OctSOBERfest events to encourage safety

Associate Dean of Student Development and Diversity Jodi Thesing-Ritter took part in a demonstration about drunk driving last year.

A police officer made her take a sobriety test and arrested her on charges of drunk driving.

“I felt like I had to explain that it was a demo … It was eye opening,” she said.

Even though she felt embarrassed, Thesing-Ritter will be going to the same demo again this year as part of the week-long OctSOBERfest, part of National Collegiate Alcohol Awareness Week.

“This week is not about telling students that alcohol is bad,” said sophomore Megan Vidmar, a student with the Student Wellness Advocacy Team (SWATeam). “It’s about remembering those who have been negatively affected by poor decisions and encouraging students to make healthy choices.”

After looking at the calendar of events for OctSOBERfest, sophomore Sarah Schmid felt the activities being offered on lower campus would not attract a lot of students.

“There’s nothing drawing it to you unless you’re walking by it,” she said.

Thesing-Ritter said the committee knows it will not attract everyone.

“We don’t overestimate the targeted (audience),” Thesing-Ritter said said. “We’re not foolish enough to expect that the event will change everyone overnight.”

While events started Sunday, Alcohol Awareness Week begins today.

“Like last year, Monday will be a serious day,” said Nina Albanses-Kotar, a psychologist in UW-Eau Claire’s Counseling Services and director of the newly created Center for Alcohol Studies and Education.

Students, faculty and staff are encouraged to share stories about alcohol-related incidents during an open mic on the Campus Mall. Crosses also will be placed on the Mall representing people who died in Wisconsin in alcohol-related deaths last year. The video “Smashed,” followed by another open mic, will finish the day.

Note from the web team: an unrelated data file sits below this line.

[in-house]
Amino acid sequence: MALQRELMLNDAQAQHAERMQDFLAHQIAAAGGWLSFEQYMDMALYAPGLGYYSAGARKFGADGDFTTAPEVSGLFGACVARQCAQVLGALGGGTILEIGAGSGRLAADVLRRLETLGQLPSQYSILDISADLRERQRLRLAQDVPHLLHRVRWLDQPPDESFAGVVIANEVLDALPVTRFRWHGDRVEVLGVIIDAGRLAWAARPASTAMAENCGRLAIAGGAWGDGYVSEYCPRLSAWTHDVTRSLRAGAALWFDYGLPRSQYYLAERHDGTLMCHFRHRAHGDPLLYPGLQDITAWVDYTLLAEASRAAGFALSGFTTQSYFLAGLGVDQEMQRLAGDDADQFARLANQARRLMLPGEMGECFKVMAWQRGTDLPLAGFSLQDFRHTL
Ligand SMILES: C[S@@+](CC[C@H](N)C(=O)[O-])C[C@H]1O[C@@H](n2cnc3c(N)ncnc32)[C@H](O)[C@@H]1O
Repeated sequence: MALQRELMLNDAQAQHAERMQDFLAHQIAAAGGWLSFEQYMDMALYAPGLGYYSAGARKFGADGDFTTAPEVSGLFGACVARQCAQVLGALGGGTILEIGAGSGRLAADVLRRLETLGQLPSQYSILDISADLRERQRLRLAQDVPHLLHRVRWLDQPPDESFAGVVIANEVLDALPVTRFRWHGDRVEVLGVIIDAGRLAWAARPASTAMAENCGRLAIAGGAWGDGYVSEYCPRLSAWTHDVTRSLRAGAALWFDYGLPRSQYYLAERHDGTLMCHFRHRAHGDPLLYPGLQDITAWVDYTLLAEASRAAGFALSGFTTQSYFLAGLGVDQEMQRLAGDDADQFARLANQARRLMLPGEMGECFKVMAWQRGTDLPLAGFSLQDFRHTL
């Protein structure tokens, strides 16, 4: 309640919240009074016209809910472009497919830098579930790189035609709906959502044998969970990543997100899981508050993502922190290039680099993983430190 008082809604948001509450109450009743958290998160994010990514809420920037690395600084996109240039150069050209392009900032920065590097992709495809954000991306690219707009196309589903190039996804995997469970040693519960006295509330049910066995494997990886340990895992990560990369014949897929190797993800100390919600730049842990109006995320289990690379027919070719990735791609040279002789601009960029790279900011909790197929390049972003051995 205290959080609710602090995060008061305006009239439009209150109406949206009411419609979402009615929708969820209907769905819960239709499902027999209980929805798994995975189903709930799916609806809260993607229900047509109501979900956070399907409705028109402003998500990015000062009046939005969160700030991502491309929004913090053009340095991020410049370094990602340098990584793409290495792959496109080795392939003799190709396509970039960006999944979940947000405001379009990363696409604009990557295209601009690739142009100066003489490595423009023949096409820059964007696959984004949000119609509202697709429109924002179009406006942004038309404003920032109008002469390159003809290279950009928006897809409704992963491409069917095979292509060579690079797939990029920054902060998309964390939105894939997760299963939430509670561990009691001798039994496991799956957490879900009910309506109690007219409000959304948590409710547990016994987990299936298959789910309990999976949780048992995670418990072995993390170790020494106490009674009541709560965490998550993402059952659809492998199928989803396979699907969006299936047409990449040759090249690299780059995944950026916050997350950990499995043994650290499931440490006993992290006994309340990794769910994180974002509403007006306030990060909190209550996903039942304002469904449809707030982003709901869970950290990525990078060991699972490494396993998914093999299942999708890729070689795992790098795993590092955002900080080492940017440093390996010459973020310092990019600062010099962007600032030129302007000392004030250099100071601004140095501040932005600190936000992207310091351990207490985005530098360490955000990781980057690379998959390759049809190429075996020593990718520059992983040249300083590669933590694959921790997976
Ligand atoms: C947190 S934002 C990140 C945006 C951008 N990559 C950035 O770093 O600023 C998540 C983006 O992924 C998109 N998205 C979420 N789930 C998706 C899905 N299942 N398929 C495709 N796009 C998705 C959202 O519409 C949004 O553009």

“I’m sure that everyone on this campus knows someone who has been affected by alcohol abuse,” said freshman Ashley Borman, a SWATeam member.

A drunk driving simulator in Davies Center will show students how it feels to be at the wheel of a vehicle when they are under the influence. Thesing-Ritter said 37 percent of Blugolds admitted to drinking and driving last year.

The Jail & Bail on Wednesday will be held around campus with several staff, faculty and students who have volunteered to be “arrested” by University Police officers. Those arrested must then raise bail to get of jail. The money raised will go to the SWATeam to support alcohol-related education on campus.

Other events, such as Virgin Bourbon Street and Casino Night, aim to provide healthy activities, Thesing-Ritter said.

“It was interesting, different dorms did different drinks,” said sophomore Jessica Stanley, who went last year. “Sutherland was giving out leis that said ‘I got lei-ed by Sutherland.’ ”

However, some feel the week won’t make much of a difference in underage drinking.

Sophomore Dale Damrow echoed Schmid and said, “Students aren’t going to go unless they get something for it.”

Thesing-Ritter acknowledges those views.

“It isn’t a cure-all,” she said of Alcohol Awareness Week. The university hopes to reach individuals, she said, who will then start to bring about environmental change.